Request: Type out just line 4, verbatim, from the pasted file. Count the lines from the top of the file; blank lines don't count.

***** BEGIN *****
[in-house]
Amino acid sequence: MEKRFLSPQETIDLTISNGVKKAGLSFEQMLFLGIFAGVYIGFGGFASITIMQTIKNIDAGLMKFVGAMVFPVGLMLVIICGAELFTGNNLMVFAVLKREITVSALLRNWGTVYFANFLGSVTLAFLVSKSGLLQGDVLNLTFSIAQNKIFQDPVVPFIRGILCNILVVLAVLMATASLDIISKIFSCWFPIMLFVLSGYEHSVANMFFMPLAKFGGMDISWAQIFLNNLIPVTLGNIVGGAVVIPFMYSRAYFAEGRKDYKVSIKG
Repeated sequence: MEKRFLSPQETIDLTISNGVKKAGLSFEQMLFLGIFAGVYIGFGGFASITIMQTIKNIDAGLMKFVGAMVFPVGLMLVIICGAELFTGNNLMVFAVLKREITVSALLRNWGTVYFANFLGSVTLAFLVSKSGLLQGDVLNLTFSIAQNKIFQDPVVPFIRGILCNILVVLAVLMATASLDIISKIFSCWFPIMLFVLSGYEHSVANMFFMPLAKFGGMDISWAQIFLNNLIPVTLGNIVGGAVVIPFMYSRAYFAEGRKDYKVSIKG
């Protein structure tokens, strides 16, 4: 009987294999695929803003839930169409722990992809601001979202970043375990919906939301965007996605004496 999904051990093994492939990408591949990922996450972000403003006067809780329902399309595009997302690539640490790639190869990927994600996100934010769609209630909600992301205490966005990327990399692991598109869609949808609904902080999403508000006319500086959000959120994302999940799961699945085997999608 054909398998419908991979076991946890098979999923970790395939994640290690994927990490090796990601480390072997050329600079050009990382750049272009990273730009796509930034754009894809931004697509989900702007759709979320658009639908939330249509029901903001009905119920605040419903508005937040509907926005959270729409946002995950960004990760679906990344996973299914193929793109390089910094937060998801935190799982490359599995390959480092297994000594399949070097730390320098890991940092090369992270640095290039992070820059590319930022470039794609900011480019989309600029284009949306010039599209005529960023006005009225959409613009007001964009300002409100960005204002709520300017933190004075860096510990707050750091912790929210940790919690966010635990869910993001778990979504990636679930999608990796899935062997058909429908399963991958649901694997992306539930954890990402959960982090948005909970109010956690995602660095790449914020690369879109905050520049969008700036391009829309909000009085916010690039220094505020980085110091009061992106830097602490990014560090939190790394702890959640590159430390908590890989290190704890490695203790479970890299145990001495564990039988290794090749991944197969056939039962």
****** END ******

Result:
């Protein structure tokens, strides 16, 4: 009987294999695929803003839930169409722990992809601001979202970043375990919906939301965007996605004496 999904051990093994492939990408591949990922996450972000403003006067809780329902399309595009997302690539640490790639190869990927994600996100934010769609209630909600992301205490966005990327990399692991598109869609949808609904902080999403508000006319500086959000959120994302999940799961699945085997999608 054909398998419908991979076991946890098979999923970790395939994640290690994927990490090796990601480390072997050329600079050009990382750049272009990273730009796509930034754009894809931004697509989900702007759709979320658009639908939330249509029901903001009905119920605040419903508005937040509907926005959270729409946002995950960004990760679906990344996973299914193929793109390089910094937060998801935190799982490359599995390959480092297994000594399949070097730390320098890991940092090369992270640095290039992070820059590319930022470039794609900011480019989309600029284009949306010039599209005529960023006005009225959409613009007001964009300002409100960005204002709520300017933190004075860096510990707050750091912790929210940790919690966010635990869910993001778990979504990636679930999608990796899935062997058909429908399963991958649901694997992306539930954890990402959960982090948005909970109010956690995602660095790449914020690369879109905050520049969008700036391009829309909000009085916010690039220094505020980085110091009061992106830097602490990014560090939190790394702890959640590159430390908590890989290190704890490695203790479970890299145990001495564990039988290794090749991944197969056939039962």